Air Travel Germs: What’s The Real Risk?

Germs seem to linger in the recycled air on a plane and everyone has a story about sitting near a person with alarming flu symptoms. But do airplanes and airports really harbor more germs than other places? And do those germs cause illness?

Bacteria are surely present on many surfaces in an airplane cabin, including those you may not have even thought of. Whether or not they are hazardous depends on what kind of bugs they are, how long a person is exposed and how each individual person's immune system handles them.

A small study conducted by the website Travelmath tested surfaces people are likely to come in contact with during air travel. A microbiologist collected samples from five airports and four different flights on two carriers, then analyzed the samples for levels of bacteria, or colony-forming units.

The Travelmath study found high bacteria levels in several locations during air travel, and the site declared these the four germiest places on an airplane, on average: the seat-back tray table; the overhead air vent; the lavatory flush button; and the seatbelt buckle. In the airports, the germiest spots were drinking fountain buttons and restroom stall locks.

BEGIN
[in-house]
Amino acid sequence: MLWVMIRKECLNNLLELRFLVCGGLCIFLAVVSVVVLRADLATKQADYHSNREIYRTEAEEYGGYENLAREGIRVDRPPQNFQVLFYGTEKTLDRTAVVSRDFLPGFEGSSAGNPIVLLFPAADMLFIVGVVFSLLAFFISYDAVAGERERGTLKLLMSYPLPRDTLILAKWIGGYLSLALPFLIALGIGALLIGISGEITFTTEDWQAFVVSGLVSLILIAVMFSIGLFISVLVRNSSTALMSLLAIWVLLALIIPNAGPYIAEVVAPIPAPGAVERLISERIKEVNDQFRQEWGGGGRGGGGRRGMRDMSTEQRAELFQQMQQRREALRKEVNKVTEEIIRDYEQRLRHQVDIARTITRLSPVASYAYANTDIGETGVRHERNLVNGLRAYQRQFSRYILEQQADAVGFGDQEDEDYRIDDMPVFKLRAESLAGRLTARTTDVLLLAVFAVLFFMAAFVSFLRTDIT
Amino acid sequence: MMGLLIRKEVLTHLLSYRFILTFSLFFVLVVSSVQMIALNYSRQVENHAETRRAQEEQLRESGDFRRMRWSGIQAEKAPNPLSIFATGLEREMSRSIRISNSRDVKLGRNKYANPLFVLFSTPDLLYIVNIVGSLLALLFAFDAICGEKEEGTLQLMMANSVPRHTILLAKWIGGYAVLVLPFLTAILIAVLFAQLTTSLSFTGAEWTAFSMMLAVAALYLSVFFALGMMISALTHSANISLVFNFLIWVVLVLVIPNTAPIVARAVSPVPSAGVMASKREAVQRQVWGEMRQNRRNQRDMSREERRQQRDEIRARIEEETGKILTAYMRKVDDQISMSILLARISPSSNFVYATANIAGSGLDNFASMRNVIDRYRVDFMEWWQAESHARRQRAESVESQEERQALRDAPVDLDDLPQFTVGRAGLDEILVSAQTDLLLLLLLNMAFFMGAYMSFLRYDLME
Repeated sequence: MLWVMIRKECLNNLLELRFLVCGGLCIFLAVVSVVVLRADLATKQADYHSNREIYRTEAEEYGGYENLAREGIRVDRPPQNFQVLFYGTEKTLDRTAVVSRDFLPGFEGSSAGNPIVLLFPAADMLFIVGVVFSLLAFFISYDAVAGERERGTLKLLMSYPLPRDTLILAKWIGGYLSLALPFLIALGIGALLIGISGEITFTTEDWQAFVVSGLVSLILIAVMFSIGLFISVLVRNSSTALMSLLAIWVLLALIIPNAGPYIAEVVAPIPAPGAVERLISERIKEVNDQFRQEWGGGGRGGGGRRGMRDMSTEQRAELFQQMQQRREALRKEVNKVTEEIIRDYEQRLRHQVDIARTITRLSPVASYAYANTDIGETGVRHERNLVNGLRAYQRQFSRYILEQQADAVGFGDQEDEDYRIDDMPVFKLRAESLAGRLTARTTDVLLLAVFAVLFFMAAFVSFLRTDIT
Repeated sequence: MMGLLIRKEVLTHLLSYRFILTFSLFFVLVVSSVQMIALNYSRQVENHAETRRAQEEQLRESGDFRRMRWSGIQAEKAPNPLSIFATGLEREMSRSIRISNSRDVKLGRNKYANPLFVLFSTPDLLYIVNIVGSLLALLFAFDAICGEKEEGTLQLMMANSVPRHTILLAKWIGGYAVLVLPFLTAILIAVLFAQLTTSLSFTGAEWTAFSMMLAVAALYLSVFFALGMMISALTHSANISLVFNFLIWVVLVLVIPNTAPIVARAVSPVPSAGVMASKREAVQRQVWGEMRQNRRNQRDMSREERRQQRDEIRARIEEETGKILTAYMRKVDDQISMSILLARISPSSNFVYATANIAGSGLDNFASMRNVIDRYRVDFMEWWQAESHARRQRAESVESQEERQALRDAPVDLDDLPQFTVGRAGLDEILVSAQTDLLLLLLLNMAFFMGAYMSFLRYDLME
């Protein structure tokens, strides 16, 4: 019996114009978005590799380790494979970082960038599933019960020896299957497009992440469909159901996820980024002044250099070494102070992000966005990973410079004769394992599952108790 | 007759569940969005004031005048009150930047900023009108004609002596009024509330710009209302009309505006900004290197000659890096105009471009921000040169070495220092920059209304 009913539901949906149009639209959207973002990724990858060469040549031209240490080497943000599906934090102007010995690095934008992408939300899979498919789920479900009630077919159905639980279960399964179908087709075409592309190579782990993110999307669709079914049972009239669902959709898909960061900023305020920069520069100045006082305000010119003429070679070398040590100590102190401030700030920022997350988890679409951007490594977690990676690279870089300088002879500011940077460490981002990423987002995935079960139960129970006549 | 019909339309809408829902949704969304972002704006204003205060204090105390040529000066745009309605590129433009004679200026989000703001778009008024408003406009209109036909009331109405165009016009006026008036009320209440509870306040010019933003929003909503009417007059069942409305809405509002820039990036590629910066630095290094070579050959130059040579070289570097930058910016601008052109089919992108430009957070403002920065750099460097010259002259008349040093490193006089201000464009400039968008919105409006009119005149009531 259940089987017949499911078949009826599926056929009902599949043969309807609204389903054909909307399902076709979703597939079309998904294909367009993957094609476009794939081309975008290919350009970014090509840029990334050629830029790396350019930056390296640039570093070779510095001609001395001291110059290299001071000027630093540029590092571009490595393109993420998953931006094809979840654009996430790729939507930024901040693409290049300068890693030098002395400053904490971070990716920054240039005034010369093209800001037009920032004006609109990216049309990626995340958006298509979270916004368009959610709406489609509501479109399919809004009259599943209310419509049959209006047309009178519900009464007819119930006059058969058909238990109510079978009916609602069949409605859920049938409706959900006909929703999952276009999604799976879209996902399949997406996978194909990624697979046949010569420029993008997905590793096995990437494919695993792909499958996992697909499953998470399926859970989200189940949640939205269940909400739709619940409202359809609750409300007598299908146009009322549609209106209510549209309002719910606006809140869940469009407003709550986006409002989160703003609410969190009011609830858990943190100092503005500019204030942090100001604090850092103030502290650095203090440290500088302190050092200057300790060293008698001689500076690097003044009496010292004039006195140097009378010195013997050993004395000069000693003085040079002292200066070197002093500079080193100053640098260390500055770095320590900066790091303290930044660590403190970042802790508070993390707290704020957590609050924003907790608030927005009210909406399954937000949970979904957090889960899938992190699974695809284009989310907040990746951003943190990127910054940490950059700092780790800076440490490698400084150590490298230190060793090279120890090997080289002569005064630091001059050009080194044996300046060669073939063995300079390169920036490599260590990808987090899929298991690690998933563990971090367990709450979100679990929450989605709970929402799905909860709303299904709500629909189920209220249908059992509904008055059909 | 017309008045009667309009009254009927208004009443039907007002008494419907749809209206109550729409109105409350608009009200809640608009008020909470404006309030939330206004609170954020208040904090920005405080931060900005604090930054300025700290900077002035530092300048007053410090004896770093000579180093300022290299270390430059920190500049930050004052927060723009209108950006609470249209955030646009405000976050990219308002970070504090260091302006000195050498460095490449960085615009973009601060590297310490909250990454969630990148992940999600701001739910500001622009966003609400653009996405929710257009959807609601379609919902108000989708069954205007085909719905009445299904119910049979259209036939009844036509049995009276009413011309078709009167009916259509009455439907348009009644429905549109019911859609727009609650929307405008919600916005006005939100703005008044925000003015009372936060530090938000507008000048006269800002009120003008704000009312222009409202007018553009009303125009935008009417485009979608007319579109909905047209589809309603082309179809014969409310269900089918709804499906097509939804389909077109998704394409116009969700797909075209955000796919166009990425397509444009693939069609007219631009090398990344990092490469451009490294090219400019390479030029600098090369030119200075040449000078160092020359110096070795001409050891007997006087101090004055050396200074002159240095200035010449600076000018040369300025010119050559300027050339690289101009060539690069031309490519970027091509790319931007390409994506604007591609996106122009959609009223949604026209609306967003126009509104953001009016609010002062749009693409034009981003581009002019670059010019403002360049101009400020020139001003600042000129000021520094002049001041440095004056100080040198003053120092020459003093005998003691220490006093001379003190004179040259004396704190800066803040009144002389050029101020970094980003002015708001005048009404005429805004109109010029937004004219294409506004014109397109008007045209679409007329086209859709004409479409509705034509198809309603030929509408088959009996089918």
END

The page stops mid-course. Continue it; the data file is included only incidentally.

However, the study did not state what specific kind of bacteria were found. And that's part of the challenge in checking bacteria on airplanes -- they are in endless flux due to different locations, passenger populations, airline cleaning policies and other factors.

Where do bacteria mostly thrive? Soft, porous surfaces like upholstery, as well as harder surfaces that don't have natural bacterial resistance, like plastics. The surfaces most often touched by people’s hands or other organic materials such as food, as well as those less likely to be cleaned frequently are probably the worst offenders.

Travelmath noted that the kind of bacteria they found did not seem to be the most dangerous.

Credit: CBS News

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